Floating point round-off limit (epsilon)

I am working on a ray-tracing-in-grid-space code. for every step, I need to propagate my particle to the first intersection to the enclosing voxel, and ensure that the particle is out-side of the voxel (so, when taking floorf(x/y/z) it will be a different integer).

I am having difficulty for the second goal, i.e., make sure the coordinate is across integer boundaries.

here is my code snip

#define EPS 1e-6f

// float3 p is the particle position, float3 v is the velocity vector,
// id is the index of the first intersection plane id={0,1,2}: passing grid in {x,y,z}-dir

// at this point, p is already updated and should be located ON the boundary
// the next line ensures it is across the boundary

((float*)p)[id]=__float2int_rn(((float*)p)[id])+((((float*)v)[id] > 0.f)-0.5f)*2.f*EPS;

I found that, when I set the scaling factor before EPS to 2.f as above, the code may fail, but if I set it to 4.0, it works for most particles I tested.

I am wondering how to do this rigorously? is there an FLT_EPSILON for float in CUDA?

any other more efficient ways?


by the way, the p.{x,y,z} are used later by converting to integer grid indices using


so the purpose of the previously mentioned rounding operation is to ensure the int(floorf(.)) advances it to the next grid.

For all platforms supported by CUDA, both GPUs and CPUs use IEEE-754 floating-point formats. Therefore you should be able to simply

#include <float.h>

and use the FLT_EPSILON defined by the host compiler’s header file. That is the mechanical part. I am not exactly sure what your computation is trying to accomplish, so I cannot judge whether the above computation when used with FLT_EPSILON will provide the desired results.

Maybe you could give a more detailed specification of the desired functionality. I understand that the boundaries of each cell are on integers. Can points ever lie on a cell boundary? Looking at the one-dimensional case, what should the result of the computation be for the following three basic cases (where ‘x’ and ‘delta’ are floating-point numbers and ‘n’ is an integer representing the lower bound of the interval defining the cell in that dimension:

[1] x == n // point coincides with lower bound
[2] x == (n+1) // point coincides with upper bound
[3] x == (n+delta) // point somewhere inside the interval, that is ‘delta’ is in (0,1)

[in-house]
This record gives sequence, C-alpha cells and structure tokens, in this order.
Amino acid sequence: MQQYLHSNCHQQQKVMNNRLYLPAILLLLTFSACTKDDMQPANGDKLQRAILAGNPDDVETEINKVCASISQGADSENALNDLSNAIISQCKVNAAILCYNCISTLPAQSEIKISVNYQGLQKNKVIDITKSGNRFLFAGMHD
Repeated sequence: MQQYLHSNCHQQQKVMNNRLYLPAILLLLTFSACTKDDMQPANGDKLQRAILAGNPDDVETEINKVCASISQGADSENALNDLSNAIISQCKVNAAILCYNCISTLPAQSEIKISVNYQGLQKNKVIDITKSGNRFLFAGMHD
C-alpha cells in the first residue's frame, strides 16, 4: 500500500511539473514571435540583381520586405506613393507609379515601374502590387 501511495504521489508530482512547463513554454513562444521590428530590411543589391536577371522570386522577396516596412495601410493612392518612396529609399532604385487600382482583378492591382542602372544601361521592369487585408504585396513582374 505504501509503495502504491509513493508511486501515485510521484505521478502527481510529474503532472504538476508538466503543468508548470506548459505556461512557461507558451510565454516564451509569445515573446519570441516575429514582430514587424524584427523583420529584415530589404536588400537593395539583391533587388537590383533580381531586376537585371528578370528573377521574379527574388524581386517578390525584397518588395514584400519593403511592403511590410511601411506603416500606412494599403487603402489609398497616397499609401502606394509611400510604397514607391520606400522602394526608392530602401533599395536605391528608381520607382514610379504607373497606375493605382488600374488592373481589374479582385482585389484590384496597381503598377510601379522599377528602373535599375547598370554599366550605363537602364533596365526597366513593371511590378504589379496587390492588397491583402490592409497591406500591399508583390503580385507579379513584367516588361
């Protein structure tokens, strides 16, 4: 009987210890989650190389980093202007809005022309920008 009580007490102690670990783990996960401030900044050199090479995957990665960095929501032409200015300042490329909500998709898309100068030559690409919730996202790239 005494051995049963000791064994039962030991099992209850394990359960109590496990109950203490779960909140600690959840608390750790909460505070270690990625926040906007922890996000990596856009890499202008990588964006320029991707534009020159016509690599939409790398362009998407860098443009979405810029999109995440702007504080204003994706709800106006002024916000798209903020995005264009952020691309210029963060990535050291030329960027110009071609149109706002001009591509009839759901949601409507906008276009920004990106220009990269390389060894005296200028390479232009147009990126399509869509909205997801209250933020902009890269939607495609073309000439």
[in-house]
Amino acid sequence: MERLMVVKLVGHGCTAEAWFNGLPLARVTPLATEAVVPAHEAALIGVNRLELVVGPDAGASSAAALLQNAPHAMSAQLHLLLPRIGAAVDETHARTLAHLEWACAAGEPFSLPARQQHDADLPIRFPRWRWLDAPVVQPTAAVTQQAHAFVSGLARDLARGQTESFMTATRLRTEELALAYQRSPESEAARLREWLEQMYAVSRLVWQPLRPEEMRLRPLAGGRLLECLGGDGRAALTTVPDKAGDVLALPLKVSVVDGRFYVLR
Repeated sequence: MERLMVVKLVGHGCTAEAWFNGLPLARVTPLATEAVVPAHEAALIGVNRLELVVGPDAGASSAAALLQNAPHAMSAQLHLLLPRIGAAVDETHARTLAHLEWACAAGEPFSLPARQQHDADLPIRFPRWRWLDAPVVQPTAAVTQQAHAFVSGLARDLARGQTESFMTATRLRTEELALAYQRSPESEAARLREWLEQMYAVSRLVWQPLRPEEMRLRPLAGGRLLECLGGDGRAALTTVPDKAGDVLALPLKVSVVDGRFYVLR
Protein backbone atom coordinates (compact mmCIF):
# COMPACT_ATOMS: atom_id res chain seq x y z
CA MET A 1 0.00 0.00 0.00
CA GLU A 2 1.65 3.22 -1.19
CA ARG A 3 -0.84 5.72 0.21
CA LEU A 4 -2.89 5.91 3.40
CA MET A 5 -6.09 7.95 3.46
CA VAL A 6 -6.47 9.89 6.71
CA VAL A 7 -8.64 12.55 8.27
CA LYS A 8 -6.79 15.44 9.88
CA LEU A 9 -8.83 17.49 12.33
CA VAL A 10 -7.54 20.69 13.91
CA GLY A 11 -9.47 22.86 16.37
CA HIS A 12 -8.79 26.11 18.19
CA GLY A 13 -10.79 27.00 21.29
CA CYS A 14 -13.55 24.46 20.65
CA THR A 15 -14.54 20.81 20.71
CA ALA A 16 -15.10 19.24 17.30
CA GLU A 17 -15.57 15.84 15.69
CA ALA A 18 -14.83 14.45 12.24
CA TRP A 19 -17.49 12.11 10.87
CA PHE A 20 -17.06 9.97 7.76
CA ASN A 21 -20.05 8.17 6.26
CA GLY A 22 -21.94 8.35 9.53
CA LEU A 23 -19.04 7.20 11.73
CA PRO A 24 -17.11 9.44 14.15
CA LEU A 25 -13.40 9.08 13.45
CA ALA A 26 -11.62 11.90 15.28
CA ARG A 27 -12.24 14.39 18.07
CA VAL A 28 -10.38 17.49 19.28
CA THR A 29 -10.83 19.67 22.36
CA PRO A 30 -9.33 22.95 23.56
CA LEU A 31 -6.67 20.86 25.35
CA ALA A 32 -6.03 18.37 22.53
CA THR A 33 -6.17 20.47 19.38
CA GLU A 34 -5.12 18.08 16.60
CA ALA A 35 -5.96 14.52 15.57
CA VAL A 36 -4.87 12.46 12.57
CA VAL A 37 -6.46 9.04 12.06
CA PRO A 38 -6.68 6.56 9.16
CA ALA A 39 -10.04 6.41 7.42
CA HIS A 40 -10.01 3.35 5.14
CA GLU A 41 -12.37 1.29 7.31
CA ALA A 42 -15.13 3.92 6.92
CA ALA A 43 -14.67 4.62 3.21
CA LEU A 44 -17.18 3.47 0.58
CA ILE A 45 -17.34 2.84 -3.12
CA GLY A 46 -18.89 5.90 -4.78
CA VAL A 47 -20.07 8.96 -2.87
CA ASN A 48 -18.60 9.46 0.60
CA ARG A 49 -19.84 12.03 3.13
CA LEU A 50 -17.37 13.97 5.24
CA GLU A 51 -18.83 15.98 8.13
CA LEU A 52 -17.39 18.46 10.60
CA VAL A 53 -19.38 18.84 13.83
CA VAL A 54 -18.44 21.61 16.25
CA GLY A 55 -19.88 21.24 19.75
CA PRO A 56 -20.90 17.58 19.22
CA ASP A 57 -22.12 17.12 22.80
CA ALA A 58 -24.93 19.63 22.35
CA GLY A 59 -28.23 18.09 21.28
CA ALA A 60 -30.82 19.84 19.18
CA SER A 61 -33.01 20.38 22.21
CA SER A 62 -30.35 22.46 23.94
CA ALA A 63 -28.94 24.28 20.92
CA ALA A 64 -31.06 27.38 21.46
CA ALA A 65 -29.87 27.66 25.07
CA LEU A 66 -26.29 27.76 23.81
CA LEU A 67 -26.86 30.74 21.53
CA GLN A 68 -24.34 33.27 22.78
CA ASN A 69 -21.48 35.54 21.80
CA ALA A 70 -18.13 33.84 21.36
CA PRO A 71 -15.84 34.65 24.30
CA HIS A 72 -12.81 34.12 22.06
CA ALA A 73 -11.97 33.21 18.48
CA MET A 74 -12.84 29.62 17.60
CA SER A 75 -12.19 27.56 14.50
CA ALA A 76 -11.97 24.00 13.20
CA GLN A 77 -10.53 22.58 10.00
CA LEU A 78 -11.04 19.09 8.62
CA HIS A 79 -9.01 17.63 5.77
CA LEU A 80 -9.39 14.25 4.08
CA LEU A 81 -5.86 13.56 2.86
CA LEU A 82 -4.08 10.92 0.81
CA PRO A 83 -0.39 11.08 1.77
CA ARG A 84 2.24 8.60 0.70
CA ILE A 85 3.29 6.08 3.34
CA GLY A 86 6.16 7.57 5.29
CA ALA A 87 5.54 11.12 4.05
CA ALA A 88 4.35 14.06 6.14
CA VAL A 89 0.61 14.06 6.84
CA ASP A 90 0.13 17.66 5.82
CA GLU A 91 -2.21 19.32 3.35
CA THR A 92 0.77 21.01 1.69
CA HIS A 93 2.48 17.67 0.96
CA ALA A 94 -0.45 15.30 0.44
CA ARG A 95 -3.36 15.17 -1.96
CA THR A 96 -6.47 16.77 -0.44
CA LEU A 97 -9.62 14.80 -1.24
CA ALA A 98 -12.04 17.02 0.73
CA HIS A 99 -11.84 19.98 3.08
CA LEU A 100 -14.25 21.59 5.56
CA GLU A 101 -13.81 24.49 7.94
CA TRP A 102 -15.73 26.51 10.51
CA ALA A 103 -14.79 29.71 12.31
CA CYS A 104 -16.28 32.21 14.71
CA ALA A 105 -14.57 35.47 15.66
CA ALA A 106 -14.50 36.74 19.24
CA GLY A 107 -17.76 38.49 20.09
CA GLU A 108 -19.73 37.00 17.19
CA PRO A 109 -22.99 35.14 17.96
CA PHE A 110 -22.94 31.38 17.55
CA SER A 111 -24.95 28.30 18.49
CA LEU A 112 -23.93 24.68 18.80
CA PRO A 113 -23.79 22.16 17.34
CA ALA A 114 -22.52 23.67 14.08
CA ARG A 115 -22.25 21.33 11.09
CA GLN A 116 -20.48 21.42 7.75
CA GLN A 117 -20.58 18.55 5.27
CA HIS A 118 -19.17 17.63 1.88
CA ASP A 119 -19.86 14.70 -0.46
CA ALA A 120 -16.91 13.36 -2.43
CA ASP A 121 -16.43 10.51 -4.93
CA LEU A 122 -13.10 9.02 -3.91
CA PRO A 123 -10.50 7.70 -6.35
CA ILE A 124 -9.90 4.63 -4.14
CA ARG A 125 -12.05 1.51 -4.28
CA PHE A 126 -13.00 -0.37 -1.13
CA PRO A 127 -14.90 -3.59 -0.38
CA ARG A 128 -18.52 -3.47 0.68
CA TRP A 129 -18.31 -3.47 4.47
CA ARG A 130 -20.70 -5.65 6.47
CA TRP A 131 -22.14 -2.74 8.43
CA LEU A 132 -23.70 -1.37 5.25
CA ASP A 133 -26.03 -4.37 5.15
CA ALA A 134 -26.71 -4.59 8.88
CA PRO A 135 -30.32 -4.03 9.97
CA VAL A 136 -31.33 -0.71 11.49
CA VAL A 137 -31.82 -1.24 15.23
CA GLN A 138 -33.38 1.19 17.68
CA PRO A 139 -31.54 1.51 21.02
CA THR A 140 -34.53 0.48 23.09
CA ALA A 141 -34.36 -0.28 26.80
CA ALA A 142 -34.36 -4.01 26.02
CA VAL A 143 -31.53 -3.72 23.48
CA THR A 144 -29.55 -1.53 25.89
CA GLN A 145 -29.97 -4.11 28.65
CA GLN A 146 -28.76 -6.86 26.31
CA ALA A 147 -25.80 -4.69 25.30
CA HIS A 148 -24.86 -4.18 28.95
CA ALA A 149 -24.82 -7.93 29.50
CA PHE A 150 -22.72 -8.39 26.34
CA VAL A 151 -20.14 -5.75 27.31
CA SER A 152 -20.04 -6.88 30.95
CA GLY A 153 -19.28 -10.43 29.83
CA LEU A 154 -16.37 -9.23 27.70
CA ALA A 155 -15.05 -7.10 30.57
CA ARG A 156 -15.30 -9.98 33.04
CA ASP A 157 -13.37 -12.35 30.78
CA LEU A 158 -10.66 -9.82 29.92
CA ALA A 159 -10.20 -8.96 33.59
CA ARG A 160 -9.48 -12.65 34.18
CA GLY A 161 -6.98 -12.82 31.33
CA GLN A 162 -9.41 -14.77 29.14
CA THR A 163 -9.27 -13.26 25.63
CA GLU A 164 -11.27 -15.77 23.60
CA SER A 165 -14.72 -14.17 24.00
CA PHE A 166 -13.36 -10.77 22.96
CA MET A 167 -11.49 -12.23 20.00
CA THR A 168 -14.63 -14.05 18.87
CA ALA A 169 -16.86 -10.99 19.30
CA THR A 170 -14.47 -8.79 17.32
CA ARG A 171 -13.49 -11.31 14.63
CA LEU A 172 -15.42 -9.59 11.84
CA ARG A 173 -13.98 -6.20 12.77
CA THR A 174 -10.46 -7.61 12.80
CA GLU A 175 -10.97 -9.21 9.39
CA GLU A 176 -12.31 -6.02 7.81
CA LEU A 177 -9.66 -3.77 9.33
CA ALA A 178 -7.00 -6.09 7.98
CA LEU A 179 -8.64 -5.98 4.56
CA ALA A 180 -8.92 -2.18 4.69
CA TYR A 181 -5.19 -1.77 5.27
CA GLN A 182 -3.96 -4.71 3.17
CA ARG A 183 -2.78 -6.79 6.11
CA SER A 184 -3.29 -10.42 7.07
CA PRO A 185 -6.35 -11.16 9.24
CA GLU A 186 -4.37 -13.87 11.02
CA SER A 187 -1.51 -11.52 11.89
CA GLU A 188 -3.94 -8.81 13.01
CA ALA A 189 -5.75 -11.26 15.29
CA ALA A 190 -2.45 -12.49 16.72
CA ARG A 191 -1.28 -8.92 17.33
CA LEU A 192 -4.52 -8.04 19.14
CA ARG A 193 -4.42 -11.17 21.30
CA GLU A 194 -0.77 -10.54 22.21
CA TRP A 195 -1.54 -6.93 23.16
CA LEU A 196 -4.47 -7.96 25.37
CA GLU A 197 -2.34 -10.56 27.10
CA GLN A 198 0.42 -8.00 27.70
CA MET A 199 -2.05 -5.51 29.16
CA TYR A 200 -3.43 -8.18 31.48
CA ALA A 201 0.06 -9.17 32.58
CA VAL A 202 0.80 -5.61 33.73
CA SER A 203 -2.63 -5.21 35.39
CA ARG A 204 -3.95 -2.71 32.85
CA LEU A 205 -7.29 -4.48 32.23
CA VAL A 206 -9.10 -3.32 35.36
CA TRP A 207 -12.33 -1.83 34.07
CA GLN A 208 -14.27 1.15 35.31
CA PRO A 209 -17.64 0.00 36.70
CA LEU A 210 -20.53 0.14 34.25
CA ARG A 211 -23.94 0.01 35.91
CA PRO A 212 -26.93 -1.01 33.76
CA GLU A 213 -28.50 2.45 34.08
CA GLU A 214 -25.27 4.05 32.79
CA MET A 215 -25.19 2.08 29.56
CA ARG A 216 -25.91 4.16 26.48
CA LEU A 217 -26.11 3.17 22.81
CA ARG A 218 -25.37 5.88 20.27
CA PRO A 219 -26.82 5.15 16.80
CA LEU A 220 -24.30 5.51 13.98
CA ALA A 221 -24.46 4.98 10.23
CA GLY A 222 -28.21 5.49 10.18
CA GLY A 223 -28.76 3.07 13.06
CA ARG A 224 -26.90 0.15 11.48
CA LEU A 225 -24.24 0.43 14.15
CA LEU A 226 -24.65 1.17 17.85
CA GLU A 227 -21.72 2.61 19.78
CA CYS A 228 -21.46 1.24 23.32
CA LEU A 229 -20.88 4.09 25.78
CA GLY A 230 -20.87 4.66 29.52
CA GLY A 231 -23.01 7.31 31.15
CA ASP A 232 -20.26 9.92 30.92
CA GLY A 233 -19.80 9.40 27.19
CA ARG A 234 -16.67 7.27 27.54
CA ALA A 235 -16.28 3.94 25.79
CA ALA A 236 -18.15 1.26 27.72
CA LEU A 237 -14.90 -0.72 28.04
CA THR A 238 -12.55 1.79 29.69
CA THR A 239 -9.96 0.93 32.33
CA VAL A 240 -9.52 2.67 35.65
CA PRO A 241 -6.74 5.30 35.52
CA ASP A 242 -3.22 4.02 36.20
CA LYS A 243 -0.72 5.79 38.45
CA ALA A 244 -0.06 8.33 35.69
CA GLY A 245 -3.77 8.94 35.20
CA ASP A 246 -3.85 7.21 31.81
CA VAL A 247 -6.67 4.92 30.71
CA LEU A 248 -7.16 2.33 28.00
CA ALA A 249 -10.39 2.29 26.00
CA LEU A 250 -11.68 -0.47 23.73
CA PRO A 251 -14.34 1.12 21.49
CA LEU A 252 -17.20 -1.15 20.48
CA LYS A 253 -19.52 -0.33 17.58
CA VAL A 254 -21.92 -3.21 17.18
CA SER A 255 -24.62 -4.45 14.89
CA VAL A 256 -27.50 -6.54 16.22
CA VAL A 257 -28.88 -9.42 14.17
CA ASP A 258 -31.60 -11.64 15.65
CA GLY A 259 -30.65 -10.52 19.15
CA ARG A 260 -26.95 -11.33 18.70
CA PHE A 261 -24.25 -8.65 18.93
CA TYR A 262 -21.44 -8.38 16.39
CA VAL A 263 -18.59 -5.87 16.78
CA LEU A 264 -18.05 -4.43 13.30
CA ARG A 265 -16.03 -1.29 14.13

To increment a floating-point number by the smallest possible finite quantum, I would suggest using the C/C++ standard function nextafter(x,y) provided by CUDA. Starting at ‘x’, this returns the next representable floating-point number in the direction of ‘y’. Commonly used choices for ‘y’ are zero, negative infinity, positive infinity.

this is the puzzling part. the IEEE-754 defined FLT_EPSILON is around 1.19209290e-7F, but the EPSILON found through trial-and-error in my cuda code was 2e-6. I can’t explain why they are different. is that because I multiplied it by -1.f or 1.f computed through the following term?

((((float*)v)[id] > 0.f)-0.5f)*2.f

here I have a simple example: let’s set p={20.5,20.5,0.5} with a dir vector v={-1,0,0}. To perform a ray-grid ray-tracing by comparing the distances to x/y/z planes, I found the first intersection point at pn={20,20.5,0.5}.

if I return pn directly without changes, my next ray-tracing test will be a problem, because it will hit the exactly the same location {20,20.5,0.5} again because its distance along v is the shortest, i.e. 0.0.

to avoid infinite loop, I’d like to move pn slightly over the intersection so that next time, it will find {19,20.5,0.5}, and so on. The problem I am struggling is by how much I should change pn.

The FLT_EPSILON from the header file is correct, and matches what you can measure by actually computing it on the GPU:

#include <stdio.h>  // import printf()
#include <stdlib.h> // import EXIT_SUCCESS
#include <math.h>   // import nexafter()
#include <float.h>  // import FLT_EPSILON

__global__ void eps_kernel (void)
    printf ("GPU computed FLT_EPSILON = %15.8e\n", nextafter (1.0f,2.0f) - 1.0f);
    printf ("header file FLT_EPSILON  = %15.8e\n", FLT_EPSILON);

int main (void)
    return EXIT_SUCCESS;

The output of this program is:

GPU computed FLT_EPSILON = 1.19209290e-007
header file FLT_EPSILON  = 1.19209290e-007

thanks for confirming the machine precision on the GPU.

here I have one update, I changed my line to

((float*)p)[id]=nextafterf(__float2int_rn(((float*)p)[id]), ((float*)p)[id]+((((float*)v)[id] > 0.f)-0.5f));

after your suggestion, it now works without failed tests.

I still don’t understand why my previous approach failed though. perhaps epsilon multiplied by something is not guaranteed valid?